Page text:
We love staying on Santa Cruz island. You have to carry your gear a bit from the ferry but it's beautiful. The campgrounds have clean restrooms and plenty of fresh water so its perfect for families. The group sites are quite large and more secluded in the upper level. at the campgrounds there is a bear box at each site, make sure to utilize this for all food and anything that has a scent because the fox will eat through your tent and bags to get to the food. also keep anything shiny out of sight for the crows.
This place had been on my bucket-list of camping forever and it takes a decent amount of planning because not only can you only access the campground by private boat, once there you have to walk in about a 1/2 mile with all your stuff. It's totally worth it however. Incredible views, perfect weather (in April!), amazing flowers and so much to see and do.
The campsite itself is "basic" in that it has a vault toilet, water, and "fox boxes" (like the bear boxes in other campgrounds) to keep all the cute but quick and greedy foxes away from your food. There's also picnic tables, but other than that make sure you bring everything you need since there's no way to pop into a local store to grab something you might have forgotten. No camp fires are allowed and all garbage must be packed out (but can be stored in the fox boxes until you're ready to leave).
At only $15/night, the camp sites are a steal, though the boat trips will add on about $80 per person round-trip (slightly less for kids). 8am is the earliest boat ride and 4:30 is the last (via Island Packers).
Summary/Tips: Do it! Especially if you love hiking, this is an amazing place. Try to get your gear down to one well-planned backpack (or perhaps one of those foldy wagons as another reviewer recommended) so you only have to take one trip to the campsite, though you can always take more trips if needed.
The bathrooms were wayyy better than what I am used to, so major props to not smelling badly. Note: The only place to get water on the island is the campgrounds. We walked for miles out of water after using the 5 L we brought for the day hike we were completing. The facility is well maintained and there are very few other people on the island beside you due to limited camping and the need of a boat trip reservation to the island. Watch out for the foxes they are wiley and will steal any food left out even if you are a few feet away packing your tent.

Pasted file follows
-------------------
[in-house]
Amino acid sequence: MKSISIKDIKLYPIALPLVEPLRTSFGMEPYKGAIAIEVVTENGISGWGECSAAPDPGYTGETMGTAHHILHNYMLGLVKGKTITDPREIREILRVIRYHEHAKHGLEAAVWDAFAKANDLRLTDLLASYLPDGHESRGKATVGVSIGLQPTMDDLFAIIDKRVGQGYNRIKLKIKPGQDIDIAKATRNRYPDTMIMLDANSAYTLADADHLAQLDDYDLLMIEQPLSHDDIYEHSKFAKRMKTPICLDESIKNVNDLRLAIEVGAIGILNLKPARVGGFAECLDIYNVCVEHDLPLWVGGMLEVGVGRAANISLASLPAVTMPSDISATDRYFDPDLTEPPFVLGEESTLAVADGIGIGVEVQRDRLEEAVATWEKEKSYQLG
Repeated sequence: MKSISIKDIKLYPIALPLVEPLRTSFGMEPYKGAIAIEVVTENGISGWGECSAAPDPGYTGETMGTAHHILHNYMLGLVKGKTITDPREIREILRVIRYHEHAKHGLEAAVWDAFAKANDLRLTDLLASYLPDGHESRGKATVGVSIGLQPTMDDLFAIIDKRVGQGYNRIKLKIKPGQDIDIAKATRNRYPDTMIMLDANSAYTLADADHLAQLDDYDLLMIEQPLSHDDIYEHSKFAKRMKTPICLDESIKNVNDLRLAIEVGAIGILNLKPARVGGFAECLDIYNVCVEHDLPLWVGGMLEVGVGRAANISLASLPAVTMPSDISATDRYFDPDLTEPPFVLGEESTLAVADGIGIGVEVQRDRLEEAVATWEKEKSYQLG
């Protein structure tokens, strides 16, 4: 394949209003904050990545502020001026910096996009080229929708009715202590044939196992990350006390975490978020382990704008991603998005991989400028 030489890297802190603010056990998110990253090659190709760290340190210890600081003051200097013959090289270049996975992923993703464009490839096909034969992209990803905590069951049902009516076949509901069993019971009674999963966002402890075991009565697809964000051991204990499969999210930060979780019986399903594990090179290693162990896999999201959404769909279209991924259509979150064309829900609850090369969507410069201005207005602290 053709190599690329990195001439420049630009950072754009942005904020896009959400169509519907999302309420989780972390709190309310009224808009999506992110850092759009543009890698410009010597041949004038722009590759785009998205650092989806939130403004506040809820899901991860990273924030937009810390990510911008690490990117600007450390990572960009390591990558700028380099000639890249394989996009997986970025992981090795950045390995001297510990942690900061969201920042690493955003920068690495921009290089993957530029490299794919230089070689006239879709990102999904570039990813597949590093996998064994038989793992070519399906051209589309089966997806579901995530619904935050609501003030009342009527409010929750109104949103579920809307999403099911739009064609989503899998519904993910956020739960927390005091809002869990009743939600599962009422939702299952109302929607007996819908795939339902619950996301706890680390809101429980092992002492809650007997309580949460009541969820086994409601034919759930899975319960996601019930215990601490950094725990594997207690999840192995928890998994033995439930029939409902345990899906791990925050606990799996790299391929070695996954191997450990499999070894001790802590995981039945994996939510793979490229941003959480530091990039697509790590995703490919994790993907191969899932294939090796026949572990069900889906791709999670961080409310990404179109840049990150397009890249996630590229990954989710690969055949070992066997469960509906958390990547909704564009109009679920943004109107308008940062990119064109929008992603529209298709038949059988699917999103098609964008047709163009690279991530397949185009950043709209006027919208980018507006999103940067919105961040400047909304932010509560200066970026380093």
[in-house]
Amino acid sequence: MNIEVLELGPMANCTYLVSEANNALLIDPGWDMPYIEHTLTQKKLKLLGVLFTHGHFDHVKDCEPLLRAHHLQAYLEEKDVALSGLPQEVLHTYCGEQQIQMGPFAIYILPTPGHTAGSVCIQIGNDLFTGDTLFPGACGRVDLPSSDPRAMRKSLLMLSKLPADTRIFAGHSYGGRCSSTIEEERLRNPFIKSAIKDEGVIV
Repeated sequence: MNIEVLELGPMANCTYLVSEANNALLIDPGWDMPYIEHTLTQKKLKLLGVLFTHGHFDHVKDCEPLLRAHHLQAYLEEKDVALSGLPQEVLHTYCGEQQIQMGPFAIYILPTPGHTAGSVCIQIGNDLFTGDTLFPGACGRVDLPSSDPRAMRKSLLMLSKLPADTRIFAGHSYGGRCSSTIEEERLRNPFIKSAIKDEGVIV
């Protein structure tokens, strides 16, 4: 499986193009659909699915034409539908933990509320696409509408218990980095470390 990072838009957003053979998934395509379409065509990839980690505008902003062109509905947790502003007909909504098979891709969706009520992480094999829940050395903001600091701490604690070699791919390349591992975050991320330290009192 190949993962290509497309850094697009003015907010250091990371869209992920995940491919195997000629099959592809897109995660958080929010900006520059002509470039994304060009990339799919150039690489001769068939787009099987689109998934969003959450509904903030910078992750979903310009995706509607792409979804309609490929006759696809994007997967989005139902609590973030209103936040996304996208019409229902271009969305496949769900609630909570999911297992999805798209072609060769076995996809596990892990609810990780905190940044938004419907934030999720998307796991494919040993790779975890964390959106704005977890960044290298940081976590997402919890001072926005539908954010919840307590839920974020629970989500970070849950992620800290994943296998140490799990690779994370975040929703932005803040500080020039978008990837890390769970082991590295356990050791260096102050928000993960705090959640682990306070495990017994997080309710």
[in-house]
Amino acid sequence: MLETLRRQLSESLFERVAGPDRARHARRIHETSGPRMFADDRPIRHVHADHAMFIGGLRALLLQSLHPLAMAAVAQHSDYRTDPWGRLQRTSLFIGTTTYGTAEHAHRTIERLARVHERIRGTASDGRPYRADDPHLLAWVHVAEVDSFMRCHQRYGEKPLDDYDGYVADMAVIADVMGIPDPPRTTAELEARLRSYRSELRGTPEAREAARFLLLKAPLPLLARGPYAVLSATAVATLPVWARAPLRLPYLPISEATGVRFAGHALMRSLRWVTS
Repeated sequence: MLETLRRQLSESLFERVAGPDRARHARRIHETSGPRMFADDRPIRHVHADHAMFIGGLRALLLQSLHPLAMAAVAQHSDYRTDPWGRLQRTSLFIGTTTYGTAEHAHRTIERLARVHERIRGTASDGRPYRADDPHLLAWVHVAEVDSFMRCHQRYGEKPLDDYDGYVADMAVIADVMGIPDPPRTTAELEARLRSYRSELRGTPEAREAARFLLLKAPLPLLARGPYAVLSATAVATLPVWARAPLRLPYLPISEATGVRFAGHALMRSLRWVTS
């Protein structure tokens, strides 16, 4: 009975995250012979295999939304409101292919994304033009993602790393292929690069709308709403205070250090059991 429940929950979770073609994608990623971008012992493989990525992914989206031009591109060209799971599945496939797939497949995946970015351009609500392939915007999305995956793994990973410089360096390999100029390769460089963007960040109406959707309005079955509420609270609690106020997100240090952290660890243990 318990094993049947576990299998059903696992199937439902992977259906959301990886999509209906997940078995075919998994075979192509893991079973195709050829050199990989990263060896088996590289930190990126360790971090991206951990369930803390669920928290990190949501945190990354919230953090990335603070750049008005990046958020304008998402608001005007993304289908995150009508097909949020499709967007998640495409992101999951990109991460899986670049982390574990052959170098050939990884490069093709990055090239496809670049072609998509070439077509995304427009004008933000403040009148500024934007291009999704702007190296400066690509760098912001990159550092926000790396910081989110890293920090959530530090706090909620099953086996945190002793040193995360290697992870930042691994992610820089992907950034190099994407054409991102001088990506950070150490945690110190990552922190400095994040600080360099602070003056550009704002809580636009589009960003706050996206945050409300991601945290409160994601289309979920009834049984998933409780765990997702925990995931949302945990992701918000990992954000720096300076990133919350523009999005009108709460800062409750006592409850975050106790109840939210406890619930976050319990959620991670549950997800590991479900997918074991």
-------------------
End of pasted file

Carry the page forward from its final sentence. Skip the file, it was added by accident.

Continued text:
No fires allowed but the weather is perfect.
.5 mile from shoreline, flat walk on dirt/rocks to campground. Less is more here, pack as light as possible for you will be loading your gear on and off the boat and to and from the campground. Even though its alot of work the island delievers. Beauty everywhere, native plant and animals you won't see anywhere else in the world. Very alien. Stunning. Foxes are everywhere, do not feed them, do not leave anything out on the table. Zip tie shut your tents, these foxes WILL get into your gear. They are cute but admire from afar, they are very aggressive towards other foxes and you will hear them get into turf wars. Giant ravens will also get into your stuff. There are many hikes that start from the campground and every one of them are worth seeing. We went to smugglers cove, 8 mile round trip full sun. Worth the hike, spent all day at the cove. I did roll my ankel on the rocks, be careful and always look where you step. It was such a demanding trip that I feel like I should have been rewarded a metal at the end. Do not underestimate the difficulty of this island. Still I will return to see Painted Cave.
Going to Santa Cruz island had been on our bucket list for quite a while, but getting there requires a bit of planning and a boat reservation, but when we finally got there it exceeded our expectations. The boat ride was an adventure, and our time on the island even more so. The boat docks at Scorpion inlet, and from there it is about a hike of about half mile to the campground which is is a shady little oasis tucked alongside a creek bed between two steep hills. The campsites are spacious, with water and standard latrines. You can backpack in if you want to travel light, some folks were wrestling with multiple bags and boxes, but several clever people brought folding wagons to tote things and that was a great idea. There are spectacular hiking all over, but be sure to bring water when hiking. There is a kayak-renting concession at the kanding but it seems a little expensive, so if you have one you can bring over on the boat it might be cheaper. This is a great place to get away from busy daily life. Just be on guard fir the island foxes and ravens who hang around the campground and steal gear and food!